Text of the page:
Callan found that because Chapter 60 does not outline a way for the homeowner to recover the surplus value, the practice by municipalities violates Article 10 of the Mass. Declaration of Rights and the Fifth Amendment to the U.S. Constitution.

“The law is clear that, if Ms. Mills’ right of redemption is foreclosed, she will lose her entire interest in the home, including the value of the home exceeding the amount due to Springfield,” Callan wrote in his ruling.  He added, “The statutory scheme is not facially unconstitutional because, of course, there are circumstances where the tax debt (including interest) exceeds or equals the value of the property.  It is, however, unconstitutional as applied in circumstances, such as here, where the tax debt is less than the value of the property.”

Nominated to the Superior Court in 2016 by Gov. Charlie Baker, Callan formerly served as town counsel to Longmeadow, Ludlow, and Hampden.

The case was initially filed in the Supreme Judicial Court. SJC Justice Serge Georges ordered it transferred last October to the Hampden County Superior Court.

“This is primarily a legislative issue,” attorney Todd Kaplan of Greater Boston Legal Services said in a statement after this month’s ruling.

Charlie Chieppo from the Pioneer Law Center said the situation was “pretty clear” and called for “basic fairness.”

“Judge Callan simply reinforced … the Supreme Court case on the same topic from Minnesota,” Chieppo said. “And Minnesota had the same law essentially that Massachusetts does. … I think the Legislature just needs to look at those two cases, and just write a piece of legislation that conforms with those two cases. That just says that OK, if you want to take somebody’s home for a tax debt, that’s fine. But once the tax debt is paid, the homeowner needs to get the balance of the value of the home.”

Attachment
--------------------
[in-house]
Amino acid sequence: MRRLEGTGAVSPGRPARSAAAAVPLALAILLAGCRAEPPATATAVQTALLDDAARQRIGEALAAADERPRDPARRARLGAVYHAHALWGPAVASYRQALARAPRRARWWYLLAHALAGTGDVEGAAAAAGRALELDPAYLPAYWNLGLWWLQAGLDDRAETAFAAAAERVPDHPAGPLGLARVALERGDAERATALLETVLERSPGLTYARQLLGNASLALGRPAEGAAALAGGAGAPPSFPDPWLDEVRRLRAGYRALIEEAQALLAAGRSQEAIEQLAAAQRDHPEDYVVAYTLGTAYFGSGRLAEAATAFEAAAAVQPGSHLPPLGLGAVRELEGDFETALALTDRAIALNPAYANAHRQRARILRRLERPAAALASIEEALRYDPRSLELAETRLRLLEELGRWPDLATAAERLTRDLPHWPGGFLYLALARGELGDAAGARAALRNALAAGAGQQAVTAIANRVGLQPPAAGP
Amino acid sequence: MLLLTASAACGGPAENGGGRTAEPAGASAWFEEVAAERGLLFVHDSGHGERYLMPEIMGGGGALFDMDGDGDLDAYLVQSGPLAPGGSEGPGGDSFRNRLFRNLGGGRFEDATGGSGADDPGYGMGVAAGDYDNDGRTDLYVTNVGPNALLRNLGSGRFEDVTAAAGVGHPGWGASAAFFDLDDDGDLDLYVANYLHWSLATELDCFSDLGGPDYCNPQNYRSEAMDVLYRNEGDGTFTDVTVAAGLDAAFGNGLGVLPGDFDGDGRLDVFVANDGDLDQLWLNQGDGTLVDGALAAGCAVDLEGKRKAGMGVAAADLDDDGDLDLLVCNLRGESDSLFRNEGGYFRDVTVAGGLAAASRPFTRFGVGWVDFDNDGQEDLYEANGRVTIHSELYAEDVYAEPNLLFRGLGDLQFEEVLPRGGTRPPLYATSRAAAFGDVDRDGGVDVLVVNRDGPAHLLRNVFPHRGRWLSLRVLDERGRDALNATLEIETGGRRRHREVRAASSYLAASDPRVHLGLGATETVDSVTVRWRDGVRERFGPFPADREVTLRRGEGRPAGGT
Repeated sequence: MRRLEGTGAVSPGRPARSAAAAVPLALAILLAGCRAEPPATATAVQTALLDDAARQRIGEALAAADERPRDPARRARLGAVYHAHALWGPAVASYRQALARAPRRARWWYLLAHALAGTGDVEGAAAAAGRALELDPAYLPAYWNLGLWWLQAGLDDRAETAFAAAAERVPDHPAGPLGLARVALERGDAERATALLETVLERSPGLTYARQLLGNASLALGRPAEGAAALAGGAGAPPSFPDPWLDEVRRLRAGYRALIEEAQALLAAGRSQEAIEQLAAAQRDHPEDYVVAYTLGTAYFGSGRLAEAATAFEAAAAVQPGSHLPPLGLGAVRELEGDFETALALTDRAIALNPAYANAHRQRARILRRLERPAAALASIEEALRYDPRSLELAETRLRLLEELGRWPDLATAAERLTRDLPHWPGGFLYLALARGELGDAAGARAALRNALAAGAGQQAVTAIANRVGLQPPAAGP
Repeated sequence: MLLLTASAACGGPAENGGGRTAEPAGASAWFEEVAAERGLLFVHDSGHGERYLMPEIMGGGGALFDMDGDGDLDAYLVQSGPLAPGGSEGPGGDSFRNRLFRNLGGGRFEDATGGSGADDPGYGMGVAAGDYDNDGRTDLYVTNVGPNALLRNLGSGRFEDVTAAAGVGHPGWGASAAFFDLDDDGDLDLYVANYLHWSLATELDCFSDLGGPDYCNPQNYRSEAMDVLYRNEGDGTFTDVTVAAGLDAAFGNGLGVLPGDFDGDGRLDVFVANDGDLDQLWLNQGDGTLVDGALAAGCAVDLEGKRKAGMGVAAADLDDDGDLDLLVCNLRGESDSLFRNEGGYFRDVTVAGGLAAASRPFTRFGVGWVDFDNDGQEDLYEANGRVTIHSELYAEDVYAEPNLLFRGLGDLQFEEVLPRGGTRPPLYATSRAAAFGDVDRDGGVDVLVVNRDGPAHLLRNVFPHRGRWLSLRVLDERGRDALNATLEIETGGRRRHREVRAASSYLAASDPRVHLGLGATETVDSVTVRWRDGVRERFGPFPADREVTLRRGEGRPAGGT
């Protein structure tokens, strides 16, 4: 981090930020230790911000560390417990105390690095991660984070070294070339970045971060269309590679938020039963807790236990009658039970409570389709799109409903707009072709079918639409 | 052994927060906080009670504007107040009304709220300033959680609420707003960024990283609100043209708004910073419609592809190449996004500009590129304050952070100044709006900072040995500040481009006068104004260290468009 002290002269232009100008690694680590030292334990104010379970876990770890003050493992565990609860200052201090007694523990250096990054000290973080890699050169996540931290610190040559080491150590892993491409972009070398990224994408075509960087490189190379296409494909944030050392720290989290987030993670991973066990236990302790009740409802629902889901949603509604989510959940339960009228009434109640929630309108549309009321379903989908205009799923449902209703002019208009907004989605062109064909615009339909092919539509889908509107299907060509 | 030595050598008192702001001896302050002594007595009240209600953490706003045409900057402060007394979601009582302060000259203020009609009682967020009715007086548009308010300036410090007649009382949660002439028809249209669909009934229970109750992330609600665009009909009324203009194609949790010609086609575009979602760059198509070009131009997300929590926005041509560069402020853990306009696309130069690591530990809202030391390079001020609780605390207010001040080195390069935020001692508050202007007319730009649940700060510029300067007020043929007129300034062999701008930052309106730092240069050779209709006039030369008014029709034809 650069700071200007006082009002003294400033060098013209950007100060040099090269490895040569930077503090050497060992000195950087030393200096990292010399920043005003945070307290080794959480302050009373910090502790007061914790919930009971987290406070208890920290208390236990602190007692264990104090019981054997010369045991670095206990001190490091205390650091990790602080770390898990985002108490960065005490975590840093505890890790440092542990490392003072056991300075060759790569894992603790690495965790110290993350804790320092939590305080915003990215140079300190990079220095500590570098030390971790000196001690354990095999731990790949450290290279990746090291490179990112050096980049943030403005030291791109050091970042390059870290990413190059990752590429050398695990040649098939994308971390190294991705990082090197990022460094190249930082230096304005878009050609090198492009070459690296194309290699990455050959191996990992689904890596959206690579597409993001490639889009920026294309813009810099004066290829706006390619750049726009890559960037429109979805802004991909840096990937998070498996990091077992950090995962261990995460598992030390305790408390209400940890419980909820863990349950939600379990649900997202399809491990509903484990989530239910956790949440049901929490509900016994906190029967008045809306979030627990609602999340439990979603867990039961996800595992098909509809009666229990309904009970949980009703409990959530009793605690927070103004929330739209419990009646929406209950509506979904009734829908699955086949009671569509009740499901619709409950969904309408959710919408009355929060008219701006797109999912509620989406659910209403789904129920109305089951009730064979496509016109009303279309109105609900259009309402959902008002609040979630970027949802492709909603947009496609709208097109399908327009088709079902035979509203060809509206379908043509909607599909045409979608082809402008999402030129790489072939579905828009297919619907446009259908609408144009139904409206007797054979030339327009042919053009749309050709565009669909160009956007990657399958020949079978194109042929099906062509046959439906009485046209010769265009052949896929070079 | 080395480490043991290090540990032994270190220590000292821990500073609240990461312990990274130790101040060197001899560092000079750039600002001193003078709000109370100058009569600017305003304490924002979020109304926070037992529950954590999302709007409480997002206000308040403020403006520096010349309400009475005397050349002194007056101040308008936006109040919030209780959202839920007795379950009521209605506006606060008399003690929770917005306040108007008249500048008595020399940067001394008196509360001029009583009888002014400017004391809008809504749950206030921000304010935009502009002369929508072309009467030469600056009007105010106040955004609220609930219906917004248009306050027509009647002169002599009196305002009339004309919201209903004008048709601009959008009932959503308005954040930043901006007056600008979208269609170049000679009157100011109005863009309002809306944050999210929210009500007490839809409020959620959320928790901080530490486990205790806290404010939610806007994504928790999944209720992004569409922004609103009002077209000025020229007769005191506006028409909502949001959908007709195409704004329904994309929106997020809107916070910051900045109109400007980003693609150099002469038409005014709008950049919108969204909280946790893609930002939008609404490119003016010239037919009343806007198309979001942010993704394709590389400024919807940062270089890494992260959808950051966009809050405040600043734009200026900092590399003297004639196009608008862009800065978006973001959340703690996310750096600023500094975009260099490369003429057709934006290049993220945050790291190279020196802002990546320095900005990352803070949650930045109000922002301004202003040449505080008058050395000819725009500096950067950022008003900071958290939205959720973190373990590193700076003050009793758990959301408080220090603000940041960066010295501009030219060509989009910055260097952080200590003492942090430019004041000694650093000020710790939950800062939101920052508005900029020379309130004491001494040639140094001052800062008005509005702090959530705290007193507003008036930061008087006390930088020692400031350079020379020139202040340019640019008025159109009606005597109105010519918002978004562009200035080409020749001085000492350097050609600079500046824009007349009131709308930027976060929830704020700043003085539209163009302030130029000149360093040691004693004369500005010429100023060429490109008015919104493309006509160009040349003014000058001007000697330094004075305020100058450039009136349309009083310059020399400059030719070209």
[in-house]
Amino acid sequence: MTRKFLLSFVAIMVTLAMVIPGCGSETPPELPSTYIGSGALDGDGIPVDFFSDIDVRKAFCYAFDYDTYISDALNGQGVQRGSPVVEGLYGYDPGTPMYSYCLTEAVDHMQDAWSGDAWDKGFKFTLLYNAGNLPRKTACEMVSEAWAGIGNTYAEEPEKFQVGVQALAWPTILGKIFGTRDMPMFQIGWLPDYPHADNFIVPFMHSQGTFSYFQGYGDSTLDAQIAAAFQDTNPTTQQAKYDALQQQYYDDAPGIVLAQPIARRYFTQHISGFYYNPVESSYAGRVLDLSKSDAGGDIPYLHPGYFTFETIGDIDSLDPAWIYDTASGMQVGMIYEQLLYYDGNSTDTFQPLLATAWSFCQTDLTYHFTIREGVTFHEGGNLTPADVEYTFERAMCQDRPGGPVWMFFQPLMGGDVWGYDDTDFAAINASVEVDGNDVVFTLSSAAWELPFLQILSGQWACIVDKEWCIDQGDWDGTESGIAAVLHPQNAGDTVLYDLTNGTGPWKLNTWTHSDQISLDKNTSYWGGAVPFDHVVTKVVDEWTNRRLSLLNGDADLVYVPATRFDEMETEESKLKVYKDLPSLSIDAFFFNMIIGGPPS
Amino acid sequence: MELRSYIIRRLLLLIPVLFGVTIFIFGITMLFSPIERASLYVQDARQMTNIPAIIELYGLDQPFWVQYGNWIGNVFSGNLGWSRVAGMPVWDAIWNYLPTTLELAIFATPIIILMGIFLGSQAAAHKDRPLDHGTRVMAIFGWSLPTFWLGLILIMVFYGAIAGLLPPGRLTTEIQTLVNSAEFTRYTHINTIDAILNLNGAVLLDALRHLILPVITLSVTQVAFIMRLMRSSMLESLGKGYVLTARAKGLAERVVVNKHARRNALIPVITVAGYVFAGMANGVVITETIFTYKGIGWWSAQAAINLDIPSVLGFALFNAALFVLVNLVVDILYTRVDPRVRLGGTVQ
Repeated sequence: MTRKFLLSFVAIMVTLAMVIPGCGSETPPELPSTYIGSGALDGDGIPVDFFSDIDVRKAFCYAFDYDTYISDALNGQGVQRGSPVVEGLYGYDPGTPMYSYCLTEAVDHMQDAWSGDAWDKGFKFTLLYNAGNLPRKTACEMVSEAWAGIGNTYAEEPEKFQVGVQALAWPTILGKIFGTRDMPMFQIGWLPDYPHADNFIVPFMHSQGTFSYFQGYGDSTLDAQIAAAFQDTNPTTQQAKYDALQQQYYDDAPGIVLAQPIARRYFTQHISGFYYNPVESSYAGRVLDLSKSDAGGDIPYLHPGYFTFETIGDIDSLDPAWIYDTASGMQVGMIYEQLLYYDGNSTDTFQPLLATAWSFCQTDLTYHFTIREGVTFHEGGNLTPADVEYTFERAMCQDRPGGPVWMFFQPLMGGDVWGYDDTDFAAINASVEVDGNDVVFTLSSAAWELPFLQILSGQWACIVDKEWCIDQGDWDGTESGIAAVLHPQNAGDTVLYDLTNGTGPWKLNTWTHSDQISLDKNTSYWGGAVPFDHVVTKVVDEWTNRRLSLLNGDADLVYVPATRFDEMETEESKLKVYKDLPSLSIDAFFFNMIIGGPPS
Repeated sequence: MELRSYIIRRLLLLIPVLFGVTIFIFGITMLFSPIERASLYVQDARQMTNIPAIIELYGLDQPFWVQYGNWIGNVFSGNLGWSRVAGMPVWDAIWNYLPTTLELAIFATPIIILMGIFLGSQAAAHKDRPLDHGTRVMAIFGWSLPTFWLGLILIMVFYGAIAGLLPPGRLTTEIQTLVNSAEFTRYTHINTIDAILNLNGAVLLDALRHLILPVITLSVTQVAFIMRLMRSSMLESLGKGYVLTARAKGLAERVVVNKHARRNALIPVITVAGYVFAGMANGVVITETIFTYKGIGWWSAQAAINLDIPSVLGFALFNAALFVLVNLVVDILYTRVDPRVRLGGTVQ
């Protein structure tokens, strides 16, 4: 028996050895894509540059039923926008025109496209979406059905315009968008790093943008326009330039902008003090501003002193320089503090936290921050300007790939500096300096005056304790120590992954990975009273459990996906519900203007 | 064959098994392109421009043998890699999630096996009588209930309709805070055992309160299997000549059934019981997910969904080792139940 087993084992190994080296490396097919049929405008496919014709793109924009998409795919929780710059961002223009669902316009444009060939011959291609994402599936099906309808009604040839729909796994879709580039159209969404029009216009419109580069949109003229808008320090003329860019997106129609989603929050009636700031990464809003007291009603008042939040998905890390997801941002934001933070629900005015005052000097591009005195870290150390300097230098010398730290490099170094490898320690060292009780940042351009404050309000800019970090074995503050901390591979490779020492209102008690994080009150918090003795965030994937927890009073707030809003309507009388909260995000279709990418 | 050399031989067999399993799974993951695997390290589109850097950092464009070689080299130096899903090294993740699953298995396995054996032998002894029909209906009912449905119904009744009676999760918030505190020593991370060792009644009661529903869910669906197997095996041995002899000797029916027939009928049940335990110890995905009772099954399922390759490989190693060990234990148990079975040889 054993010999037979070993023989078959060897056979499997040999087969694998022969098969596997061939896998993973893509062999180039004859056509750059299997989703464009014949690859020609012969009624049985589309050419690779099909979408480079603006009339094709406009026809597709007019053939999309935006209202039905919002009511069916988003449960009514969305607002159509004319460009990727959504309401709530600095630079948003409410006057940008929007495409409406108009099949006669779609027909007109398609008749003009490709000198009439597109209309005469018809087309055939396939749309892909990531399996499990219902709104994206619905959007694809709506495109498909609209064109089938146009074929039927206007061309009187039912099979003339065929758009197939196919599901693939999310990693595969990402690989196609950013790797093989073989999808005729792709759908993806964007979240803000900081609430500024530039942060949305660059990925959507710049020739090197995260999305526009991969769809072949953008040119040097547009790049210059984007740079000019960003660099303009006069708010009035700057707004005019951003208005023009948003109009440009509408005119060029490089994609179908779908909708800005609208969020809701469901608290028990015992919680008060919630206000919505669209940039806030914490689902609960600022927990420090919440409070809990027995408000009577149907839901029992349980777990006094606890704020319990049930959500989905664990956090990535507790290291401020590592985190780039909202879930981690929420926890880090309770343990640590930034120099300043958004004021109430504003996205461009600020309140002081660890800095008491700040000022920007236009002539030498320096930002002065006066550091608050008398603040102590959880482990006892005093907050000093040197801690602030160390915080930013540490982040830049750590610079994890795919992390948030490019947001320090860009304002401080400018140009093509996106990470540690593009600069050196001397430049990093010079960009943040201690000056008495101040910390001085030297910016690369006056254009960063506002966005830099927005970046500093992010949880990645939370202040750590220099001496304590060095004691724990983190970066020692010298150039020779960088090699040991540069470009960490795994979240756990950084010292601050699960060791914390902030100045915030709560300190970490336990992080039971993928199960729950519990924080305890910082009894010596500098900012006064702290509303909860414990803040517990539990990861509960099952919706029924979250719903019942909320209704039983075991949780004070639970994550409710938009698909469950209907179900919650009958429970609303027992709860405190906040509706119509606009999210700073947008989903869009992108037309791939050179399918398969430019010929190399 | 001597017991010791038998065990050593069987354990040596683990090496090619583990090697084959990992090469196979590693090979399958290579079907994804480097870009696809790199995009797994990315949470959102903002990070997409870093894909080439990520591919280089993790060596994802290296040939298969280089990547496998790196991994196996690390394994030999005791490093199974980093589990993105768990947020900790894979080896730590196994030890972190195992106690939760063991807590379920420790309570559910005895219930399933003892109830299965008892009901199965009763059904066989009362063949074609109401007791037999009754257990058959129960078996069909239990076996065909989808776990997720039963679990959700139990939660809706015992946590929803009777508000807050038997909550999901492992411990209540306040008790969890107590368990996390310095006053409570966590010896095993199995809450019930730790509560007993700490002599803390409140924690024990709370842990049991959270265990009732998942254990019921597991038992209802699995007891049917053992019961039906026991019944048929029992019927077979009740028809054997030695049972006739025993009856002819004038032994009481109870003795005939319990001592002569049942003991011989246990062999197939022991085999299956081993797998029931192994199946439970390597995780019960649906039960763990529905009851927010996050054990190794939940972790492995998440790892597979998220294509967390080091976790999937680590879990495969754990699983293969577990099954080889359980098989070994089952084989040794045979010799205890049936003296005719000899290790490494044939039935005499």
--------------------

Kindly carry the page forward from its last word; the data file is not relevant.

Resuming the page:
In last year’s U.S. Supreme Court decision, Tyler v. Hennepin County, Chief Justice John Roberts wrote on behalf of the unanimous court: “A taxpayer who loses her $40,000 house to the State to fulfill a $15,000 tax debt has made a far greater contribution to the public fisc than she owed. The taxpayer must render unto Caesar what is Caesar’s, but no more.”

Montigny said he has not heard any opposition to his six-year-old bill “other than the dirty hands of the law firm who makes lots of money, and the dirty hands of the mayors and select men and women who actually have engaged in the practice.”

“No matter what, and court cases will continue to come up, and they’ll continue to lose,” the New Bedford Democrat said Monday. “But the Legislature is charged with fixing things if the state is out of line with the federal or state Constitution. So this bill could have, and should have, been done a year ago. And now we’ll see.”

Montigny’s bill was cosponsored by a bipartisan group ranging from top Republican Sen. Bruce Tarr to progressive Democrat Sen. James Eldridge.  Other cosponsors include Reps. Christopher Markey, Antonio Cabral, Christopher Hendricks, Susannah Whipps, Lindsay Sabadosa, and Adam Scanlon, and Sens. Walter Timilty, John Keenan, Michael Moore, and Lydia Edwards.

Edwards, Moore, Markey and Whipps are members of the Revenue Committee, which is co-chaired by Rep. Mark Cusack of Braintree and Sen. Susan Moran of Falmouth.

Court Rulings May Force Action On Home Equity Theft

by Banker & Tradesman time to read: 4 min